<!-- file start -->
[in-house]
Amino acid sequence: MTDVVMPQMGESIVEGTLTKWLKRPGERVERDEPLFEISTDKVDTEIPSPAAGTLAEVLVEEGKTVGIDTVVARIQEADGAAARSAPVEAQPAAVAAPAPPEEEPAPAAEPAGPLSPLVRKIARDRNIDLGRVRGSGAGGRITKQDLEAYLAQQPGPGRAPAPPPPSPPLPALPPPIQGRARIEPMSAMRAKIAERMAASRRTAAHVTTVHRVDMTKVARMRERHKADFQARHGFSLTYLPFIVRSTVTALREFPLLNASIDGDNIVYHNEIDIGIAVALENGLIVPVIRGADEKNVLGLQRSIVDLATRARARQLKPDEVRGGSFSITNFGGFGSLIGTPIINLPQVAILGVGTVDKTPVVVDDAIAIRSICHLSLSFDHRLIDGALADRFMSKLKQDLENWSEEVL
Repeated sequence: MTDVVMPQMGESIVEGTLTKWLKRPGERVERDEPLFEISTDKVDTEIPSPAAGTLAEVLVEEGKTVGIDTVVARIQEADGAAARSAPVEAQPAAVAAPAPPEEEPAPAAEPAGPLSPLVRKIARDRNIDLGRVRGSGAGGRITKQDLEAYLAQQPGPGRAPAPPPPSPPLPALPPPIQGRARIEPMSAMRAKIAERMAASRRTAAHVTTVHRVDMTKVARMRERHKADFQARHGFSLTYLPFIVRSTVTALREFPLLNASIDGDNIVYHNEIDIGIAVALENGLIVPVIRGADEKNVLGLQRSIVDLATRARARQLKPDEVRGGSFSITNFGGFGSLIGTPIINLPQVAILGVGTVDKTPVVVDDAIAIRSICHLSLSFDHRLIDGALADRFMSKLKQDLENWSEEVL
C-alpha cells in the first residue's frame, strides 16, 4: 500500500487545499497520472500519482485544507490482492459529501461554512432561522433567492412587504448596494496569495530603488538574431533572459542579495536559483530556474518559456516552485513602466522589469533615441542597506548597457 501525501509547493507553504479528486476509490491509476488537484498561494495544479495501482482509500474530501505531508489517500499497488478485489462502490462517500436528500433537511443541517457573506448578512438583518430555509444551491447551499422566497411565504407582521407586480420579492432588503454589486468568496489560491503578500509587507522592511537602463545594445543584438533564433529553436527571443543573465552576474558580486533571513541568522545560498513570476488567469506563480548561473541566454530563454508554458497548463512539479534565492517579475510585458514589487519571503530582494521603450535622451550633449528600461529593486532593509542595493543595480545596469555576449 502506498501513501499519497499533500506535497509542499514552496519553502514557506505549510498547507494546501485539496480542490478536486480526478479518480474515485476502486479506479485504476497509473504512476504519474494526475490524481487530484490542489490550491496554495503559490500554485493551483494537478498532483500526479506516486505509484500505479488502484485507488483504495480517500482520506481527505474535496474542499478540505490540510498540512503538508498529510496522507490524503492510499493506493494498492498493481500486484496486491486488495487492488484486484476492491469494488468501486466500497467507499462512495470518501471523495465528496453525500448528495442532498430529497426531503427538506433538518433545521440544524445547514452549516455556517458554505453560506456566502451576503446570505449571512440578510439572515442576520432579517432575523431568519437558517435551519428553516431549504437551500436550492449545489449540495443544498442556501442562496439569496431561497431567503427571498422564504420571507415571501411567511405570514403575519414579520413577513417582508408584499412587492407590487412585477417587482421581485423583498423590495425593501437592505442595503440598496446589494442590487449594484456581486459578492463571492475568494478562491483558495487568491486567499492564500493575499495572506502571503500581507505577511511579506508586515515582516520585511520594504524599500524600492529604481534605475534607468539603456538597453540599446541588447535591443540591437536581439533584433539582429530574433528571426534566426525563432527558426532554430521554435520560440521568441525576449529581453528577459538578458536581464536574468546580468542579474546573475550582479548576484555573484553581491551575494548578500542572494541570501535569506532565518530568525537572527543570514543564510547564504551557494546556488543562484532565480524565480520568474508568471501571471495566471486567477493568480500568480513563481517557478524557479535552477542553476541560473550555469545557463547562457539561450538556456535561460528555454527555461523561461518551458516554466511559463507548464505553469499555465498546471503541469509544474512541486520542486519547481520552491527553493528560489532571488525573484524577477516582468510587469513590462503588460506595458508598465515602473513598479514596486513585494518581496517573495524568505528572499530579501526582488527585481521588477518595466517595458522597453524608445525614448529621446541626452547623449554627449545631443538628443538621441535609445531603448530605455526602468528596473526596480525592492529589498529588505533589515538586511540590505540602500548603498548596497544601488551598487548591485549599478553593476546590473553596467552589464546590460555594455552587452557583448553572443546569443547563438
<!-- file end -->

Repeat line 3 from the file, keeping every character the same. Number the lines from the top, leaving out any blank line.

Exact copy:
Repeated sequence: MTDVVMPQMGESIVEGTLTKWLKRPGERVERDEPLFEISTDKVDTEIPSPAAGTLAEVLVEEGKTVGIDTVVARIQEADGAAARSAPVEAQPAAVAAPAPPEEEPAPAAEPAGPLSPLVRKIARDRNIDLGRVRGSGAGGRITKQDLEAYLAQQPGPGRAPAPPPPSPPLPALPPPIQGRARIEPMSAMRAKIAERMAASRRTAAHVTTVHRVDMTKVARMRERHKADFQARHGFSLTYLPFIVRSTVTALREFPLLNASIDGDNIVYHNEIDIGIAVALENGLIVPVIRGADEKNVLGLQRSIVDLATRARARQLKPDEVRGGSFSITNFGGFGSLIGTPIINLPQVAILGVGTVDKTPVVVDDAIAIRSICHLSLSFDHRLIDGALADRFMSKLKQDLENWSEEVL